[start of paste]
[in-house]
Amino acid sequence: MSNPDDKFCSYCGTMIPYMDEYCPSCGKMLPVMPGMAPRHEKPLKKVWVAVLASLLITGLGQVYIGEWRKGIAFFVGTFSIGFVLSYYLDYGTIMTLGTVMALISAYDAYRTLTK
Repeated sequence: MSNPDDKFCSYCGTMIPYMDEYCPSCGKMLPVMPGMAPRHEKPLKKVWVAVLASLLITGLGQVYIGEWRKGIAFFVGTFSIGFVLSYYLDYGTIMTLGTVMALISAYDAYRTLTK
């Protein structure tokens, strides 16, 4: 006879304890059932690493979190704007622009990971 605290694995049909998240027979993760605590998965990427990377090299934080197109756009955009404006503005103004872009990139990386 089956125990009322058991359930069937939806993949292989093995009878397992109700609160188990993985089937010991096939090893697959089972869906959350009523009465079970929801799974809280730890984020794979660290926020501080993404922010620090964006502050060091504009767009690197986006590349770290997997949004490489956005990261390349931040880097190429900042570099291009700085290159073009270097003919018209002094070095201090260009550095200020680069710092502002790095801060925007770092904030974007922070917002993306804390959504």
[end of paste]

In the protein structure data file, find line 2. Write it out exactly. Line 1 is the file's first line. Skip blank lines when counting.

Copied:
Amino acid sequence: MSNPDDKFCSYCGTMIPYMDEYCPSCGKMLPVMPGMAPRHEKPLKKVWVAVLASLLITGLGQVYIGEWRKGIAFFVGTFSIGFVLSYYLDYGTIMTLGTVMALISAYDAYRTLTK